|Submission Date||Aug. 6, 2018|
|1.75 / 2.00||
Tishman Environment & Design Center
New School Club for Sustainable Cities
Join a group of New School students dedicated to exploring and expanding the links between the sustainability community in New York City and sustainability resources at The New School. Its main interests are renewable/sustainable energy, environmental justice, food issues, transportation systems, waste systems, responsible consumption, community engagement, and whimsy.
Oikos NYC is a student-led organization focused on social, economic, and ecological sustainability in the teaching and research of economics and management. Our goal is to strengthen action competence among young decision makers, increasing awareness and meaningful analysis of sustainable development and creating institutional support for learning and project implementation. We are a member of an international network of roughly 40 Oikos chapters worldwide, where student members turn ideas into action.
Visiting Scholars Lunch and Learn Series
Tishman Environment and Design Center hosted three new Visiting Scholars in 2018. New School students, faculty, and staff are invited to attend a series of Lunch and Learn sessions to meet the scholars and learn about their projects and their careers.
Since the re-launch of the Tishman Environment and Design Center on Earth Day 2015, The New School has celebrated Earth Day by demonstrating its commitment to sustainability and addressing the climate crisis with a week-long series of programs and events coordinated by the Tishman Center in collaboration with academic departments, students groups, and other offices across the university. Earth Week at The New School is dedicated to championing environmental justice, inspiring activism through artistic expression and design, fostering professional opportunities in environmental sectors, promoting sustainable practices, and advancing sustainability in New York City and the world.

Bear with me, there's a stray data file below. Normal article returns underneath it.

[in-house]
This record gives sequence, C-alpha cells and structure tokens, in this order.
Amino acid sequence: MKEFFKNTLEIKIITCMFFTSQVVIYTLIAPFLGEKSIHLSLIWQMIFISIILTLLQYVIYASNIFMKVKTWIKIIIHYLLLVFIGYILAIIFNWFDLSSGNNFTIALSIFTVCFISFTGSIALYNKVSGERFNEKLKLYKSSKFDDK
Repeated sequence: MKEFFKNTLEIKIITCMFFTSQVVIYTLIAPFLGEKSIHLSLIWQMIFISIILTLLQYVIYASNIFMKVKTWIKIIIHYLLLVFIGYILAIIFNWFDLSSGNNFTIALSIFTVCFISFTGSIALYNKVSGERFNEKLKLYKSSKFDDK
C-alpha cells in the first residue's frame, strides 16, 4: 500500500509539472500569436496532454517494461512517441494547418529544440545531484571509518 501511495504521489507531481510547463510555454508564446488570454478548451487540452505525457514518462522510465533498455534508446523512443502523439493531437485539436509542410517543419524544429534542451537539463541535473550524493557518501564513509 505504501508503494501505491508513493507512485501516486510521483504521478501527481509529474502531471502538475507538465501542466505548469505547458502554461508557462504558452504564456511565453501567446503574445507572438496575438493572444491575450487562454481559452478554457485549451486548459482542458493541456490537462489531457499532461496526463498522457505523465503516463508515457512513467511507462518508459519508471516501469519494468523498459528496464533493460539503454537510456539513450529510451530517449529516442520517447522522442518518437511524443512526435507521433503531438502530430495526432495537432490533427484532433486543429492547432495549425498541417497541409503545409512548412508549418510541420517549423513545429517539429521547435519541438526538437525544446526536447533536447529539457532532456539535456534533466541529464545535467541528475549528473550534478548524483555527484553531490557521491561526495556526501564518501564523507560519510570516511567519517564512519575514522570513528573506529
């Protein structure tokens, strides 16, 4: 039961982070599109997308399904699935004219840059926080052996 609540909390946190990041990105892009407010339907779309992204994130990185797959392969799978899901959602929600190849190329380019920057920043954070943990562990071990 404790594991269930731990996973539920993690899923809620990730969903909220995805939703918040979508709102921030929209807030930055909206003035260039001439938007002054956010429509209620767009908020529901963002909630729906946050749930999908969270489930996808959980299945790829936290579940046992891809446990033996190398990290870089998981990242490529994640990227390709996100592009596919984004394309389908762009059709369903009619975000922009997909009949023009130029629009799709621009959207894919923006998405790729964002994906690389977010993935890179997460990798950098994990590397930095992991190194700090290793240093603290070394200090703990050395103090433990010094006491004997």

Design, Justice, and Zero Waste: Exploring Pathways to the Circular Economy
The Tishman Center and GAIA (Global Alliance for Incinerator Alternatives) invite you to join us at Design, Justice & Zero Waste: Exploring Pathways to a Circular Economy conference and research collaborative. You will be part of a discussion with a global audience of innovative and creative eco-minded collaborators including students, practitioners, researchers, advocates and activists. As the world’s population increasingly urbanizes and the climate crisis worsens, the global economy risks breaching planetary boundaries with potentially catastrophic consequences if we continue to produce and consume at levels set by western standards. Frontline communities and workers in waste, manufacturing and distribution face disproportionate impacts from environmental degradation and extractive and exploitative industry practices. The conference will focus on how issues of production, consumption and waste impact environmental justice communities, workers and vulnerable populations.
Tar Sand Songbook Workshop Performance